Scientists are racing to develop and test a new Covid-19 vaccine that could prevent nine out of 10 people getting the virus.
Its developers, Pfizer and BioNTech, say it has so far been tested on 43,500 people, with no safety concerns raised.
When it has passed all regulatory checks, the UK Government will begin the process of distributing an initial 40 million doses.
At Scottish questions this morning, there were calls for both the UK and Scottish governments to put differences aside and work together to distribute the vaccine.
‘Greatest logistical challenge since Second World War’
Shadow Scottish Secretary Ian Murray said: “The announcement this week of a potential Covid-19 vaccine is very positive.
“While it certainly doesn’t mean we have reached the end of this crisis, it does perhaps signal some hope for the public.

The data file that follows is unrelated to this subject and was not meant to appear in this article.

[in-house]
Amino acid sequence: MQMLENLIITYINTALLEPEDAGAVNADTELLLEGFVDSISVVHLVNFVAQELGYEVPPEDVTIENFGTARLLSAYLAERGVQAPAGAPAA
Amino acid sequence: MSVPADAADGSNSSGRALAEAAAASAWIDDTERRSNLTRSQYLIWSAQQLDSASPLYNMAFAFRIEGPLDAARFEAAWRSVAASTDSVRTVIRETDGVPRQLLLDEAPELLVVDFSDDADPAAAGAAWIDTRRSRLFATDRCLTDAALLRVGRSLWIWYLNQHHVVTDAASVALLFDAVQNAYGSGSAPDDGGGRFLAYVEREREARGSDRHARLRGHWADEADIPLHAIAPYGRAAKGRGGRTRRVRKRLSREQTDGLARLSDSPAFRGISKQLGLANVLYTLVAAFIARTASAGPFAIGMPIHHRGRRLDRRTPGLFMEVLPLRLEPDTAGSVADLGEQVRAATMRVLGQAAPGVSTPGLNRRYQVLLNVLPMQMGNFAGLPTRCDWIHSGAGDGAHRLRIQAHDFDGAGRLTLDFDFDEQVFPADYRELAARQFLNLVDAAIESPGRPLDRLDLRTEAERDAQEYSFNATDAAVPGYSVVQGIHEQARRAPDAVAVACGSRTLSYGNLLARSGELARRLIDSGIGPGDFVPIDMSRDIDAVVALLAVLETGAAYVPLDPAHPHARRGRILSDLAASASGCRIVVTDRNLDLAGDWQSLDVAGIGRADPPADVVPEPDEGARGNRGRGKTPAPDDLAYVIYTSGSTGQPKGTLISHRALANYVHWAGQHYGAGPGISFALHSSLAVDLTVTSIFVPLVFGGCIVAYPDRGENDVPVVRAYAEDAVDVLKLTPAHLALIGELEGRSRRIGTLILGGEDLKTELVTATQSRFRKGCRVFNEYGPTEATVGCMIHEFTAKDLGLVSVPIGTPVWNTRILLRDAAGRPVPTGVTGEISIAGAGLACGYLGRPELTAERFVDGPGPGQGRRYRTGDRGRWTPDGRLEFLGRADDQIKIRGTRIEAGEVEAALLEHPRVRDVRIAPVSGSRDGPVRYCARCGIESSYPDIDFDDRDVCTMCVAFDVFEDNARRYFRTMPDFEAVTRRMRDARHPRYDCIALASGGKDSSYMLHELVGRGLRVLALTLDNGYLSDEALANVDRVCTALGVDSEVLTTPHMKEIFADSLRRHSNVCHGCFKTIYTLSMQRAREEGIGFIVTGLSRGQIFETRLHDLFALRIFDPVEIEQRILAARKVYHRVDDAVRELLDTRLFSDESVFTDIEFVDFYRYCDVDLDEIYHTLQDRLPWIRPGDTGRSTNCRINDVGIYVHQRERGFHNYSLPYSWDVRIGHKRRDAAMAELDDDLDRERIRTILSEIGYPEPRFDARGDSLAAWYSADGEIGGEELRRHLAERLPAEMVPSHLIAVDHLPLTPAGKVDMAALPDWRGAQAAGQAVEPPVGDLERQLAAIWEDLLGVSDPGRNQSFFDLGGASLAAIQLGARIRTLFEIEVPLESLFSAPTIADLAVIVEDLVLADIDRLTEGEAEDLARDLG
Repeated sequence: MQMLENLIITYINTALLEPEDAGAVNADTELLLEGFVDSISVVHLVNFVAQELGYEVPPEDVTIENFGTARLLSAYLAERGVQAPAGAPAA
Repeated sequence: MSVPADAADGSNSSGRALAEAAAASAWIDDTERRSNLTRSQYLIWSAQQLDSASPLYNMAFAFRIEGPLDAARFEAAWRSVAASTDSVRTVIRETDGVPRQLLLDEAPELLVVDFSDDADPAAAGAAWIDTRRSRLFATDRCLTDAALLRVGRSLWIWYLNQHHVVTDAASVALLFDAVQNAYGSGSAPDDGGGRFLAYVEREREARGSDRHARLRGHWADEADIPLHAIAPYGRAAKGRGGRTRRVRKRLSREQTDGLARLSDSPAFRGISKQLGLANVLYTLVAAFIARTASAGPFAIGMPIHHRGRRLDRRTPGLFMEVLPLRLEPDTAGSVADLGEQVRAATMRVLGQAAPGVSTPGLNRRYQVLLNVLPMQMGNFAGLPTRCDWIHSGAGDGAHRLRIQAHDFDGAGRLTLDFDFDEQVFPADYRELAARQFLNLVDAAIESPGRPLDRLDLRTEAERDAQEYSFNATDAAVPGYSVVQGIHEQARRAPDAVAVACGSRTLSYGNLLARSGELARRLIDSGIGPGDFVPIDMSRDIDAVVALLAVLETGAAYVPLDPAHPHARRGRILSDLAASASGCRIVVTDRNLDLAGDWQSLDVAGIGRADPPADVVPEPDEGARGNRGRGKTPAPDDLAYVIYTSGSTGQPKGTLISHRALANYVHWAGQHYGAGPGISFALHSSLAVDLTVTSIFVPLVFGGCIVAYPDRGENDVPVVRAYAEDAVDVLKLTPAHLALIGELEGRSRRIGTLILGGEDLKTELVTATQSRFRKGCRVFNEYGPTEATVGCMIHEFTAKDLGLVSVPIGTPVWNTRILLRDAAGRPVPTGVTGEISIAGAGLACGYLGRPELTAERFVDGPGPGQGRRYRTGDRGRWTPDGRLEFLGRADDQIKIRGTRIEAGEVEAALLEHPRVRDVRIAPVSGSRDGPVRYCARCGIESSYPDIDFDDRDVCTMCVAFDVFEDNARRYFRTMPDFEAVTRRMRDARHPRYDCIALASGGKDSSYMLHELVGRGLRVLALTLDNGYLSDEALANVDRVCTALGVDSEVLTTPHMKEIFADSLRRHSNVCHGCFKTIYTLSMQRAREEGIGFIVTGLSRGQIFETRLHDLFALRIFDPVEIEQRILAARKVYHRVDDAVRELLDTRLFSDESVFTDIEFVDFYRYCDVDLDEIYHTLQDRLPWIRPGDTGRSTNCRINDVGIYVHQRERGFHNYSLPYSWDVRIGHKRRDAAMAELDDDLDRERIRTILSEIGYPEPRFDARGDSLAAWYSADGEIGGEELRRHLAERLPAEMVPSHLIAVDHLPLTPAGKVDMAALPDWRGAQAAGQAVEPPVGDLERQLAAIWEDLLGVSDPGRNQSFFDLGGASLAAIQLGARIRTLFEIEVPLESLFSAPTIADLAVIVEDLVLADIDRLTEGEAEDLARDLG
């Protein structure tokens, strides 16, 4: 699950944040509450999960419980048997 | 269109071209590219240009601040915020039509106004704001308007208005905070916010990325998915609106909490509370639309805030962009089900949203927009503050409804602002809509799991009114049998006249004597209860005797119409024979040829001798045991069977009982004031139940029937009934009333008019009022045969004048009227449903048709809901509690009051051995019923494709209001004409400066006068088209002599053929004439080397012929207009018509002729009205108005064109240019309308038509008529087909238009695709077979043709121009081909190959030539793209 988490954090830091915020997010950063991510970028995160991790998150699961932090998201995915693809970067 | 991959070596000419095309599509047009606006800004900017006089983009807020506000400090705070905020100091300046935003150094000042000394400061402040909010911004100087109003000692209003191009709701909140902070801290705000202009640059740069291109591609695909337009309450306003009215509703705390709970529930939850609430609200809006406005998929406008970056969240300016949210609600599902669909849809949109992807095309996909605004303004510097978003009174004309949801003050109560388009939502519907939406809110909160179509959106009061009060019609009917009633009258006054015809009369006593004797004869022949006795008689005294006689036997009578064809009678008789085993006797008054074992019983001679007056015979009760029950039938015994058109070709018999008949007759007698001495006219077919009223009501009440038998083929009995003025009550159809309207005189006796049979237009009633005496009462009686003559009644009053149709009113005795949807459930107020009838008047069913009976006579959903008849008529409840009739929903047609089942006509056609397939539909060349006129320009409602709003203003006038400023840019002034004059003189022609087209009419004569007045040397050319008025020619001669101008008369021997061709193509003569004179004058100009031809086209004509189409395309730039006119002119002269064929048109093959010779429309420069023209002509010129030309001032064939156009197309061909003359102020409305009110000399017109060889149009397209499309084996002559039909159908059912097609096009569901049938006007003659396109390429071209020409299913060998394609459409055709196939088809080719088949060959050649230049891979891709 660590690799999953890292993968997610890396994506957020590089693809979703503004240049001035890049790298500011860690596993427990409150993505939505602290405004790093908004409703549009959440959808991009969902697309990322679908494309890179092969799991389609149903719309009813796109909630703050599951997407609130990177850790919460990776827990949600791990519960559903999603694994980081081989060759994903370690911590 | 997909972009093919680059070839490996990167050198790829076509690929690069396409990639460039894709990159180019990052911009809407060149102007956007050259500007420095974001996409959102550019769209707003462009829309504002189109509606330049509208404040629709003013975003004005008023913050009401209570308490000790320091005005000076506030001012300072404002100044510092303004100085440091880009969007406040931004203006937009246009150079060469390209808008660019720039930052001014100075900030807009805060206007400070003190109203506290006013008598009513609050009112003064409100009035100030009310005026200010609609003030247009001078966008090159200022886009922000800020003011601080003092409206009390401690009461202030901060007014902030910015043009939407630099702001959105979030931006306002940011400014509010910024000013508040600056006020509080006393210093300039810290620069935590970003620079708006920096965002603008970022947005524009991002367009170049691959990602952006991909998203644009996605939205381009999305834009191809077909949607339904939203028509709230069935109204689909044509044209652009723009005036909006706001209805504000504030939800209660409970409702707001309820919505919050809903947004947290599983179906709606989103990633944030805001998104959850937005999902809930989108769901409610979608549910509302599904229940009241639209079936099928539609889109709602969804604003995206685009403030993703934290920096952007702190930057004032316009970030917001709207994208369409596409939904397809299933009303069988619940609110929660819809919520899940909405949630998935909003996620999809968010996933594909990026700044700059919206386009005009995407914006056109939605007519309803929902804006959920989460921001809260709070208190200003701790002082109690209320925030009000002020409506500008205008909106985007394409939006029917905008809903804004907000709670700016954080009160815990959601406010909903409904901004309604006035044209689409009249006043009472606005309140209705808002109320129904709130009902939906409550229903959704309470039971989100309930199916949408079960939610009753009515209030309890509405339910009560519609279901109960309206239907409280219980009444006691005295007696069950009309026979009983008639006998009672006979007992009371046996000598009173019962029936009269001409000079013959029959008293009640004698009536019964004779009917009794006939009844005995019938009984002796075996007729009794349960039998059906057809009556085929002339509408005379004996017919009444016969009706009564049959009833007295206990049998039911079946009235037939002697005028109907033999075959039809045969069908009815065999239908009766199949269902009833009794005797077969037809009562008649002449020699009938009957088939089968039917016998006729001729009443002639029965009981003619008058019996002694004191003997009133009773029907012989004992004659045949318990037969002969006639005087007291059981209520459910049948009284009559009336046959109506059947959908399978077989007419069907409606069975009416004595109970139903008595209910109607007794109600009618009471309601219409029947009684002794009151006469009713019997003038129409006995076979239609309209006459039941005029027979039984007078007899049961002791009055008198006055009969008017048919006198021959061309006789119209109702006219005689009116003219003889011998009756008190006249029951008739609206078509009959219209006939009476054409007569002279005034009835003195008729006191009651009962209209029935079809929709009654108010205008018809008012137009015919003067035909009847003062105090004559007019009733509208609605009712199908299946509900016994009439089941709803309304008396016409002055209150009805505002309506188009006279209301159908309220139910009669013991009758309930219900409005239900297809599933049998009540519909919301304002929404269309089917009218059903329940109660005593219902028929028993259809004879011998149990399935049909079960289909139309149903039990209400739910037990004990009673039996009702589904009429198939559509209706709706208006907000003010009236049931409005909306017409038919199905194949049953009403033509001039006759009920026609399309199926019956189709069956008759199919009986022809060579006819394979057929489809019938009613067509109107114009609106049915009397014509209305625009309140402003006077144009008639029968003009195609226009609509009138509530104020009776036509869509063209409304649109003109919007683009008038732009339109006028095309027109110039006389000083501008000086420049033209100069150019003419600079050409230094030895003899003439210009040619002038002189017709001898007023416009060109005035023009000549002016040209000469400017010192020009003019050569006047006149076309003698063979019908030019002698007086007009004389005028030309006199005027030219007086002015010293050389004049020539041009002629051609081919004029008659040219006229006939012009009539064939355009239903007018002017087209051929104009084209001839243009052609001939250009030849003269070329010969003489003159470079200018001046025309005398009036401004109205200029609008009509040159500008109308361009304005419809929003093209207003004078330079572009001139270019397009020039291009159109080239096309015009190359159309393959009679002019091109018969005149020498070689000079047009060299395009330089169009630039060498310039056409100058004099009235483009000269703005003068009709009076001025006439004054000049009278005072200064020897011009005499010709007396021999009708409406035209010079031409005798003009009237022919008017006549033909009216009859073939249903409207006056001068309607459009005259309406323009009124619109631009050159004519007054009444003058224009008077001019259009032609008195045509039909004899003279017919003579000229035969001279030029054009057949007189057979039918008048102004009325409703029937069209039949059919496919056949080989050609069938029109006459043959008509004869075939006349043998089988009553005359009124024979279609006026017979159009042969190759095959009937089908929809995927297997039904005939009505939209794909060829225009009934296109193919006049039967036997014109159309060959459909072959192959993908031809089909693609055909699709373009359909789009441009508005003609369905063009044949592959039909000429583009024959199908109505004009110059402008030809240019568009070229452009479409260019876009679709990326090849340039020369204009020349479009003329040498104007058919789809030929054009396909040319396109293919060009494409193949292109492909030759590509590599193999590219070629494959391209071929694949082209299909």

“If the vaccine is approved, the country will face what is likely to be the greatest logistical challenge since the Second World War. If mass vaccination is to be done successfully, we will need all levels of government working together.
“The UK and Scottish governments must work together to build an infrastructure which will be able to distribute and administer any future vaccine.”
Distributed according to population share
Scottish Secretary Alister Jack explained that doses would be “distributed fairly and they’ll be distributed across all parts of United Kingdom according to population share”.
Mr Jack’s junior minister, Iain Stewart, said that on the ground distribution would be a matter for the Scottish Government, but added: “We are in regular contact and stand ready to assist with any logistics that will be required to make sure it’s distributed on the basis of clinical priority and not to any other needs.”